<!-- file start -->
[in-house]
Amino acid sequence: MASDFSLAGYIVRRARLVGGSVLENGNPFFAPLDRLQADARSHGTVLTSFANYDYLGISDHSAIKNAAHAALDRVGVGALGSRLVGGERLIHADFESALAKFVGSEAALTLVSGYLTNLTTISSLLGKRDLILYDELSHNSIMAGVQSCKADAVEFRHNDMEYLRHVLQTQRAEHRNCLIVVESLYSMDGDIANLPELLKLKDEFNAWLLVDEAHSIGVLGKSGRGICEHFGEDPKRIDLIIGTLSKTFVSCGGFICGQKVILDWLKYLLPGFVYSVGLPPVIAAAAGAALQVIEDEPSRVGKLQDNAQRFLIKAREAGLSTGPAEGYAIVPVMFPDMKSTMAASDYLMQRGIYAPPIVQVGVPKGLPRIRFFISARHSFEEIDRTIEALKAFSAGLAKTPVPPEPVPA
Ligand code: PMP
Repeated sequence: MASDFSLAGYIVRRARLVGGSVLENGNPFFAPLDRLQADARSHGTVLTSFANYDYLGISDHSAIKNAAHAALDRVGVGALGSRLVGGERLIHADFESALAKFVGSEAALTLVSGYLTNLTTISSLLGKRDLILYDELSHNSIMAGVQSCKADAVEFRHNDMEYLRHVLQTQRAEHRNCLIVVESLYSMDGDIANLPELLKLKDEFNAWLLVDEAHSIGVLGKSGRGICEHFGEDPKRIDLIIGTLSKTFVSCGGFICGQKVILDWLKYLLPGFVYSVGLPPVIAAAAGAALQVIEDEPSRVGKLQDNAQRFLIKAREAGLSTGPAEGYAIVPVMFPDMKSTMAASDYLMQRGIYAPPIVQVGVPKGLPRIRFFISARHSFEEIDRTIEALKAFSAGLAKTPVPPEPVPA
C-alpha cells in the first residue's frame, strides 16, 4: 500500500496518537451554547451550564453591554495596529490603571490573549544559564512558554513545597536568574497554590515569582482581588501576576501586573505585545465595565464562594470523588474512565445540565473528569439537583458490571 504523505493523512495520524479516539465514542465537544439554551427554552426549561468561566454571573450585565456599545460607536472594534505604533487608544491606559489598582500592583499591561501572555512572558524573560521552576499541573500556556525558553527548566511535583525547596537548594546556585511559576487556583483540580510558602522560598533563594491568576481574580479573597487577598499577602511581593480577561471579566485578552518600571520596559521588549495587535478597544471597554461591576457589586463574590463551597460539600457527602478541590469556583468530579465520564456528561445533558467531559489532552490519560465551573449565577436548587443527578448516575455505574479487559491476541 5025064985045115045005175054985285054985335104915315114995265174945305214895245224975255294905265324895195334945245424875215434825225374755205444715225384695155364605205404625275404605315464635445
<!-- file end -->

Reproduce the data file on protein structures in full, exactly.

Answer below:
[in-house]
Amino acid sequence: MASDFSLAGYIVRRARLVGGSVLENGNPFFAPLDRLQADARSHGTVLTSFANYDYLGISDHSAIKNAAHAALDRVGVGALGSRLVGGERLIHADFESALAKFVGSEAALTLVSGYLTNLTTISSLLGKRDLILYDELSHNSIMAGVQSCKADAVEFRHNDMEYLRHVLQTQRAEHRNCLIVVESLYSMDGDIANLPELLKLKDEFNAWLLVDEAHSIGVLGKSGRGICEHFGEDPKRIDLIIGTLSKTFVSCGGFICGQKVILDWLKYLLPGFVYSVGLPPVIAAAAGAALQVIEDEPSRVGKLQDNAQRFLIKAREAGLSTGPAEGYAIVPVMFPDMKSTMAASDYLMQRGIYAPPIVQVGVPKGLPRIRFFISARHSFEEIDRTIEALKAFSAGLAKTPVPPEPVPA
Ligand code: PMP
Repeated sequence: MASDFSLAGYIVRRARLVGGSVLENGNPFFAPLDRLQADARSHGTVLTSFANYDYLGISDHSAIKNAAHAALDRVGVGALGSRLVGGERLIHADFESALAKFVGSEAALTLVSGYLTNLTTISSLLGKRDLILYDELSHNSIMAGVQSCKADAVEFRHNDMEYLRHVLQTQRAEHRNCLIVVESLYSMDGDIANLPELLKLKDEFNAWLLVDEAHSIGVLGKSGRGICEHFGEDPKRIDLIIGTLSKTFVSCGGFICGQKVILDWLKYLLPGFVYSVGLPPVIAAAAGAALQVIEDEPSRVGKLQDNAQRFLIKAREAGLSTGPAEGYAIVPVMFPDMKSTMAASDYLMQRGIYAPPIVQVGVPKGLPRIRFFISARHSFEEIDRTIEALKAFSAGLAKTPVPPEPVPA
C-alpha cells in the first residue's frame, strides 16, 4: 500500500496518537451554547451550564453591554495596529490603571490573549544559564512558554513545597536568574497554590515569582482581588501576576501586573505585545465595565464562594470523588474512565445540565473528569439537583458490571 504523505493523512495520524479516539465514542465537544439554551427554552426549561468561566454571573450585565456599545460607536472594534505604533487608544491606559489598582500592583499591561501572555512572558524573560521552576499541573500556556525558553527548566511535583525547596537548594546556585511559576487556583483540580510558602522560598533563594491568576481574580479573597487577598499577602511581593480577561471579566485578552518600571520596559521588549495587535478597544471597554461591576457589586463574590463551597460539600457527602478541590469556583468530579465520564456528561445533558467531559489532552490519560465551573449565577436548587443527578448516575455505574479487559491476541 5025064985045115045005175054985285054985335104915315114995265174945305214895245224975255294905265324895195334945245424875215434825225374755205444715225384695155364605205404625275404605315464635445